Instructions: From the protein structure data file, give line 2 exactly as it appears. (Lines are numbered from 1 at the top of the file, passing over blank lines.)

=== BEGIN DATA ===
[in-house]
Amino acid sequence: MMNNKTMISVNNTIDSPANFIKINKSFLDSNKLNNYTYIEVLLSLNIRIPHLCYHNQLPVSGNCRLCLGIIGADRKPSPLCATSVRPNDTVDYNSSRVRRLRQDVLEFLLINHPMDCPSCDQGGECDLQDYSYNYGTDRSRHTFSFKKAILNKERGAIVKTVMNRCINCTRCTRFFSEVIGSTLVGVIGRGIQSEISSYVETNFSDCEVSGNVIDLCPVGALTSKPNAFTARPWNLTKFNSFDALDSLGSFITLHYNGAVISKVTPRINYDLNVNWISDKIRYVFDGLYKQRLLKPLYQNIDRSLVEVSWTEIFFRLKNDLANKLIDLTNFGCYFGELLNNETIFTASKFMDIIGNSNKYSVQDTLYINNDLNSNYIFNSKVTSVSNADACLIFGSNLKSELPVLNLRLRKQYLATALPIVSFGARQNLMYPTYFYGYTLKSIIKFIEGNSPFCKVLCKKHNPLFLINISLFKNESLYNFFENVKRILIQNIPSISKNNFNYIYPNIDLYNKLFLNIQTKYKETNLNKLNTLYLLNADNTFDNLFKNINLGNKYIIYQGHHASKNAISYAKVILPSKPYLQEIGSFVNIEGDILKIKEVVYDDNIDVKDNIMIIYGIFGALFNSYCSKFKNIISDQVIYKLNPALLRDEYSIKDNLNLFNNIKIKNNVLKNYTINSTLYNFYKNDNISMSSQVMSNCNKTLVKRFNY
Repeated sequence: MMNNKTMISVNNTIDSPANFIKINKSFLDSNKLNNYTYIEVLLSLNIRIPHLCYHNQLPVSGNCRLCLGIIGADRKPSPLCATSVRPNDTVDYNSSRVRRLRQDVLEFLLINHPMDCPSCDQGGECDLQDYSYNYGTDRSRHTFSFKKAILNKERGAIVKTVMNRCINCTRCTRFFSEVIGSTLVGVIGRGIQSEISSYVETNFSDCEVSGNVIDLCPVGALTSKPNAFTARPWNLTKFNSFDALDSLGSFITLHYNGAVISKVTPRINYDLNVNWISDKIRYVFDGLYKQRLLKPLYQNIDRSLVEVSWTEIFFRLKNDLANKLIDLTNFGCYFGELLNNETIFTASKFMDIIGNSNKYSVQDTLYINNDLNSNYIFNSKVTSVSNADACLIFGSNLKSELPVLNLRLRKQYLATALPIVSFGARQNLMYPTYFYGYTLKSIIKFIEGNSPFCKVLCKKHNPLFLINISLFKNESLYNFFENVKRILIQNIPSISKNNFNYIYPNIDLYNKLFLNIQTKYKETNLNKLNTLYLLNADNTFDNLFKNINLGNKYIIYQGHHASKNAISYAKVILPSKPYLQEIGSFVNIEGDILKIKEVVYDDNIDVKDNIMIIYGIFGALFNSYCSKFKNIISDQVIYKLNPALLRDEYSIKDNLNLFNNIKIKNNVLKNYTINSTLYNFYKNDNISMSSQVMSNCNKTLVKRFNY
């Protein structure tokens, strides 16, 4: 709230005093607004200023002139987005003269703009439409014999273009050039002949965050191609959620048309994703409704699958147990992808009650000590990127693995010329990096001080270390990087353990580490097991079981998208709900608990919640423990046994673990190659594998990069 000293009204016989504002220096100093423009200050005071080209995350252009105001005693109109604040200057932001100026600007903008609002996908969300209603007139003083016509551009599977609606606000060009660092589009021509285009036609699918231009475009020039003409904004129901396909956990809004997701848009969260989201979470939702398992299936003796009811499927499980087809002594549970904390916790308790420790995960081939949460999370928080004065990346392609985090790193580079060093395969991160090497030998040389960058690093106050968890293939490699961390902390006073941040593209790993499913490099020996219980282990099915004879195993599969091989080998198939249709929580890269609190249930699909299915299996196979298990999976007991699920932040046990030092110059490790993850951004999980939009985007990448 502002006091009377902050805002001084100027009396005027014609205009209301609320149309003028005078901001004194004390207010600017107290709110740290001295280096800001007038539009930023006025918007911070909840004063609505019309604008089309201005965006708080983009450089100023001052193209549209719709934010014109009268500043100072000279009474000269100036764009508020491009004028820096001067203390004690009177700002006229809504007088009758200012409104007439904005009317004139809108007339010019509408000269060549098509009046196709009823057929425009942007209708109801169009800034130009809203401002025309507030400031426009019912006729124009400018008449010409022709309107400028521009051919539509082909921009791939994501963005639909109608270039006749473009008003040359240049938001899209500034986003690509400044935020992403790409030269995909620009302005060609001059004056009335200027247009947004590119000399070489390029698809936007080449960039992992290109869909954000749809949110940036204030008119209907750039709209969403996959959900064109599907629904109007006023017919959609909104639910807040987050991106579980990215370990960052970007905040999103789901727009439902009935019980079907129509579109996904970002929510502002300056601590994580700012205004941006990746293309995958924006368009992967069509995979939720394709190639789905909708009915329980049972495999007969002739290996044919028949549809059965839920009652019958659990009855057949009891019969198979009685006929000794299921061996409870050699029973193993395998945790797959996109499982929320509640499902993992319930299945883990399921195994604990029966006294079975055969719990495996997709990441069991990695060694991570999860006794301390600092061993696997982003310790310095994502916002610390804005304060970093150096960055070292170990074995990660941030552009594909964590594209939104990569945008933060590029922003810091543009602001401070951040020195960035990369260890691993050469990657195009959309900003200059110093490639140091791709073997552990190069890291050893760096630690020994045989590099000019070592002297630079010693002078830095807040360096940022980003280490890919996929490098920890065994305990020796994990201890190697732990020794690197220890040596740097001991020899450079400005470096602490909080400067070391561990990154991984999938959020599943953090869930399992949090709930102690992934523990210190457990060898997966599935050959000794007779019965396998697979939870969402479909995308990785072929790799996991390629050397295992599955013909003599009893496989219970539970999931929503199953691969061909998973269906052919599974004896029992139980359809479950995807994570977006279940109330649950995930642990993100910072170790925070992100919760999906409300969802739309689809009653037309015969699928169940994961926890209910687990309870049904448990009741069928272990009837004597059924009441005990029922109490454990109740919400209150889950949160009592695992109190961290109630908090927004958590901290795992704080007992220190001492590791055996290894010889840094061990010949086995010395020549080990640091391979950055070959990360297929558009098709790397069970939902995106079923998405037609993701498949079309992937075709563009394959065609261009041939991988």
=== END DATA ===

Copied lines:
Amino acid sequence: MMNNKTMISVNNTIDSPANFIKINKSFLDSNKLNNYTYIEVLLSLNIRIPHLCYHNQLPVSGNCRLCLGIIGADRKPSPLCATSVRPNDTVDYNSSRVRRLRQDVLEFLLINHPMDCPSCDQGGECDLQDYSYNYGTDRSRHTFSFKKAILNKERGAIVKTVMNRCINCTRCTRFFSEVIGSTLVGVIGRGIQSEISSYVETNFSDCEVSGNVIDLCPVGALTSKPNAFTARPWNLTKFNSFDALDSLGSFITLHYNGAVISKVTPRINYDLNVNWISDKIRYVFDGLYKQRLLKPLYQNIDRSLVEVSWTEIFFRLKNDLANKLIDLTNFGCYFGELLNNETIFTASKFMDIIGNSNKYSVQDTLYINNDLNSNYIFNSKVTSVSNADACLIFGSNLKSELPVLNLRLRKQYLATALPIVSFGARQNLMYPTYFYGYTLKSIIKFIEGNSPFCKVLCKKHNPLFLINISLFKNESLYNFFENVKRILIQNIPSISKNNFNYIYPNIDLYNKLFLNIQTKYKETNLNKLNTLYLLNADNTFDNLFKNINLGNKYIIYQGHHASKNAISYAKVILPSKPYLQEIGSFVNIEGDILKIKEVVYDDNIDVKDNIMIIYGIFGALFNSYCSKFKNIISDQVIYKLNPALLRDEYSIKDNLNLFNNIKIKNNVLKNYTINSTLYNFYKNDNISMSSQVMSNCNKTLVKRFNY